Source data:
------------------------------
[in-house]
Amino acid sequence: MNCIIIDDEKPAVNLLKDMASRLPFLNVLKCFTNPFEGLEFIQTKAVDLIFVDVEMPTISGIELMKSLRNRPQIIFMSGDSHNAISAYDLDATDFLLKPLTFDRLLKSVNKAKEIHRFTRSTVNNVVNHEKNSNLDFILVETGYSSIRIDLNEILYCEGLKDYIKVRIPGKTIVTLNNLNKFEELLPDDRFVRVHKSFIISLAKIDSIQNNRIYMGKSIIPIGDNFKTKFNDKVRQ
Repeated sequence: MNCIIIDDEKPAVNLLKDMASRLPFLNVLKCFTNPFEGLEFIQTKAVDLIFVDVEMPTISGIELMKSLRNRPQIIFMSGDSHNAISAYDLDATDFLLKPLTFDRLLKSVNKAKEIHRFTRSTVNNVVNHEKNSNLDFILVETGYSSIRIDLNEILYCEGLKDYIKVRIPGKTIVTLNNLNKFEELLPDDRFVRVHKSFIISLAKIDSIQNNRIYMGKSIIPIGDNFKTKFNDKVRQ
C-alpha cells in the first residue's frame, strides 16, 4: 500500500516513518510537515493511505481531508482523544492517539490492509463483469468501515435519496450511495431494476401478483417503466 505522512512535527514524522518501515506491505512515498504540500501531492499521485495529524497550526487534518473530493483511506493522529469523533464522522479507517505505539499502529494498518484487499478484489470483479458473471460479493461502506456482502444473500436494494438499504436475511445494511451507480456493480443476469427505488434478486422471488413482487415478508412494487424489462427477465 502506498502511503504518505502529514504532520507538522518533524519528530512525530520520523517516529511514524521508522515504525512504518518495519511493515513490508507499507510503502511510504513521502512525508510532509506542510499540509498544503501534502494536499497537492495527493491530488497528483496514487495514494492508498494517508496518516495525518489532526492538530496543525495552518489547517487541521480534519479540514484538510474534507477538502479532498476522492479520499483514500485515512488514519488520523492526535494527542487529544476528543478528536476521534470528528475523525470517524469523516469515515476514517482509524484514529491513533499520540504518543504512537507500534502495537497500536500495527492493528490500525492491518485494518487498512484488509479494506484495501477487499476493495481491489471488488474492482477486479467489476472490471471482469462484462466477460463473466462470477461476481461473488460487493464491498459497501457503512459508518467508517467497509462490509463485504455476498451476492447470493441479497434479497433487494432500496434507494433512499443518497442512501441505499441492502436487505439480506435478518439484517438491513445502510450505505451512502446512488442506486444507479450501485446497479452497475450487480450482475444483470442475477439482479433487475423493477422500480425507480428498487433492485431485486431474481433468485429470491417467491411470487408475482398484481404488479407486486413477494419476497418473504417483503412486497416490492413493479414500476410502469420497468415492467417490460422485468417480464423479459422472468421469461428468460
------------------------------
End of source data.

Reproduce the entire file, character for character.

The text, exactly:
[in-house]
Amino acid sequence: MNCIIIDDEKPAVNLLKDMASRLPFLNVLKCFTNPFEGLEFIQTKAVDLIFVDVEMPTISGIELMKSLRNRPQIIFMSGDSHNAISAYDLDATDFLLKPLTFDRLLKSVNKAKEIHRFTRSTVNNVVNHEKNSNLDFILVETGYSSIRIDLNEILYCEGLKDYIKVRIPGKTIVTLNNLNKFEELLPDDRFVRVHKSFIISLAKIDSIQNNRIYMGKSIIPIGDNFKTKFNDKVRQ
Repeated sequence: MNCIIIDDEKPAVNLLKDMASRLPFLNVLKCFTNPFEGLEFIQTKAVDLIFVDVEMPTISGIELMKSLRNRPQIIFMSGDSHNAISAYDLDATDFLLKPLTFDRLLKSVNKAKEIHRFTRSTVNNVVNHEKNSNLDFILVETGYSSIRIDLNEILYCEGLKDYIKVRIPGKTIVTLNNLNKFEELLPDDRFVRVHKSFIISLAKIDSIQNNRIYMGKSIIPIGDNFKTKFNDKVRQ
C-alpha cells in the first residue's frame, strides 16, 4: 500500500516513518510537515493511505481531508482523544492517539490492509463483469468501515435519496450511495431494476401478483417503466 505522512512535527514524522518501515506491505512515498504540500501531492499521485495529524497550526487534518473530493483511506493522529469523533464522522479507517505505539499502529494498518484487499478484489470483479458473471460479493461502506456482502444473500436494494438499504436475511445494511451507480456493480443476469427505488434478486422471488413482487415478508412494487424489462427477465 502506498502511503504518505502529514504532520507538522518533524519528530512525530520520523517516529511514524521508522515504525512504518518495519511493515513490508507499507510503502511510504513521502512525508510532509506542510499540509498544503501534502494536499497537492495527493491530488497528483496514487495514494492508498494517508496518516495525518489532526492538530496543525495552518489547517487541521480534519479540514484538510474534507477538502479532498476522492479520499483514500485515512488514519488520523492526535494527542487529544476528543478528536476521534470528528475523525470517524469523516469515515476514517482509524484514529491513533499520540504518543504512537507500534502495537497500536500495527492493528490500525492491518485494518487498512484488509479494506484495501477487499476493495481491489471488488474492482477486479467489476472490471471482469462484462466477460463473466462470477461476481461473488460487493464491498459497501457503512459508518467508517467497509462490509463485504455476498451476492447470493441479497434479497433487494432500496434507494433512499443518497442512501441505499441492502436487505439480506435478518439484517438491513445502510450505505451512502446512488442506486444507479450501485446497479452497475450487480450482475444483470442475477439482479433487475423493477422500480425507480428498487433492485431485486431474481433468485429470491417467491411470487408475482398484481404488479407486486413477494419476497418473504417483503412486497416490492413493479414500476410502469420497468415492467417490460422485468417480464423479459422472468421469461428468460